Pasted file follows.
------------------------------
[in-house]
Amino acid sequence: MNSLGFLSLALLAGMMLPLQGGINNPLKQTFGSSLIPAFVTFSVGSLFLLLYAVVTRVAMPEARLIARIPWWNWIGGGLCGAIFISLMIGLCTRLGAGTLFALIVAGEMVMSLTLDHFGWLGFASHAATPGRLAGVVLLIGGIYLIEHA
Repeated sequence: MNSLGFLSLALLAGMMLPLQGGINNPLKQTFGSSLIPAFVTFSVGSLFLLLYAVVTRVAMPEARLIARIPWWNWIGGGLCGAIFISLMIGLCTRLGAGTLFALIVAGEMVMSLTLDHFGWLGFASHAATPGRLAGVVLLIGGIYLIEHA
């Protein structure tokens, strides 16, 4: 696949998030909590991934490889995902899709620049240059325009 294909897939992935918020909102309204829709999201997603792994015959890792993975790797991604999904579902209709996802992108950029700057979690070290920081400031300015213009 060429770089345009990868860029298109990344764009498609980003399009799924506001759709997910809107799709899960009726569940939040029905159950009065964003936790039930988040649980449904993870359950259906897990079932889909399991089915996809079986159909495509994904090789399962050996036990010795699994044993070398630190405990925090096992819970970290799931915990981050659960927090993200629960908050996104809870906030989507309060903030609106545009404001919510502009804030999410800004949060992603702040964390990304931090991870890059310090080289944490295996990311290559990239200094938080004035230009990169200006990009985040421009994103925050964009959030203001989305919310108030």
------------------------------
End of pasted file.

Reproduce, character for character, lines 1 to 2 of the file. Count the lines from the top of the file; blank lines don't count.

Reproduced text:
[in-house]
Amino acid sequence: MNSLGFLSLALLAGMMLPLQGGINNPLKQTFGSSLIPAFVTFSVGSLFLLLYAVVTRVAMPEARLIARIPWWNWIGGGLCGAIFISLMIGLCTRLGAGTLFALIVAGEMVMSLTLDHFGWLGFASHAATPGRLAGVVLLIGGIYLIEHA